Monday, May 21, 2012

I don't think we have enough running shoes....

Monday, January 23, 2012

When is a Run a Hike?

Ok ...I was reading the iRunfar article on UTMB entrants and started looking around the UTMB website at the insane collection of 4 races they have. They are incredible events requiring incredible feats of endurance, no question.

However, as I browsed through the stunning scenery and looked at the race descriptions 10 000m elevation gains and times etc.... I got to thinking..."How much of these races do most people actually run?" I mean you look at many of the pics and you see streams of people hiking up long, grueling ascents. So my question ... more to myself was.. at what point does an ultra race become an ultra hike? How much running should a race require of the average racer in order to be called a run versus a trek or hike? 51%? 60%? 80%?

Granted a lot of people walk most of a road marathon, for example, but it fits in the category of a running race. How so? Is it a running race if the average runner...or the top 75% of racers can run all or close to all of the race?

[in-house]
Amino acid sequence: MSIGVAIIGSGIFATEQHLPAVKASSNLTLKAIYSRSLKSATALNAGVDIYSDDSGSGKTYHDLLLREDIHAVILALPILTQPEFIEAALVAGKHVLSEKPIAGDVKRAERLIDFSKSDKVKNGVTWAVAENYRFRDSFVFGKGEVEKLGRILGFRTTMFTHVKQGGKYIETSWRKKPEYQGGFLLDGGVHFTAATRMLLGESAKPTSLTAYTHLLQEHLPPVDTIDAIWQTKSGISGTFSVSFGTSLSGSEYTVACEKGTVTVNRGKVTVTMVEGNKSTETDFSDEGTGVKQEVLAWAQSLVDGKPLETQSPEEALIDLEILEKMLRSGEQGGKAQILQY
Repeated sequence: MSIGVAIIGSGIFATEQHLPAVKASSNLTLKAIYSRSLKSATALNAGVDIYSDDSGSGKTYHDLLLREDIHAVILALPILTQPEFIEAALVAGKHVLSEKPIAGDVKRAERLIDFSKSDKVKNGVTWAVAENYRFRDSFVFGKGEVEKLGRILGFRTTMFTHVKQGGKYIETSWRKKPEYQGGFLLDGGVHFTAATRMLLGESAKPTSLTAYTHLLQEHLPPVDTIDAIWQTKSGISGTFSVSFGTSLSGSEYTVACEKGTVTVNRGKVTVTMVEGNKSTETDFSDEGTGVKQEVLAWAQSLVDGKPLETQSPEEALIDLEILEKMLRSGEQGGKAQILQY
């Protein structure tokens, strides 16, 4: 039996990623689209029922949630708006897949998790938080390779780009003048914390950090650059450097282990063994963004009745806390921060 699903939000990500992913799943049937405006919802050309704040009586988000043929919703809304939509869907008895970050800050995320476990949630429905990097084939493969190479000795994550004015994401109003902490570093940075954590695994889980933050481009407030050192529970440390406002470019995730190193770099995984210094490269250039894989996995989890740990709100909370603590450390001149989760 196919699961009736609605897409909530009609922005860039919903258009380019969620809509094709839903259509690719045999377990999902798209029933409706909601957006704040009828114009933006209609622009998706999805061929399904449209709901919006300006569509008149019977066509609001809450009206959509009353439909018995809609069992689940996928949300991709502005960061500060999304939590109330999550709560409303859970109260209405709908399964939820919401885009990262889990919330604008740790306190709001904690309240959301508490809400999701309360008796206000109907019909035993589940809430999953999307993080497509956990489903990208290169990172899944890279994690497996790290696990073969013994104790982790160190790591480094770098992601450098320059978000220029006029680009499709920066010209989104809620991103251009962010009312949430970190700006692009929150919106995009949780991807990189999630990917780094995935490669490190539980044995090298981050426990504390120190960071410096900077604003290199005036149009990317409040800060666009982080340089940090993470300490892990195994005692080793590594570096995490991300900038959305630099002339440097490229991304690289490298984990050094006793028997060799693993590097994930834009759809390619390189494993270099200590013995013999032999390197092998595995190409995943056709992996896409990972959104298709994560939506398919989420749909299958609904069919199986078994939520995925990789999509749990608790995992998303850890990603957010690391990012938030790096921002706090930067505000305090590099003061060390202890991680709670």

If a race is so hard that only the top 10% can run anything near 60% of it... is that a running race? Or a hiking race? Or what is it?

I'm not trying to be an ass here....I was really wondering all these things as I looked through the website. And I don't really have an answer. Off the top of my head I'd say a running race should allow a middle of the pack runner to run 70% or more of the race. But I don't know. Am I out to lunch? If so...what are these European events to be called? Are they "fell races"? Is that a different category than "trail race" and one whose definition incorporates more hiking because of the vertical nature of the courses?

What do you folks out in the running community think and especially those of you accomplished athletes who have done several of these ultra events? I'm interested to know your thoughts.

When is an ultra trail race an ultra hike/trek? Or does this never apply?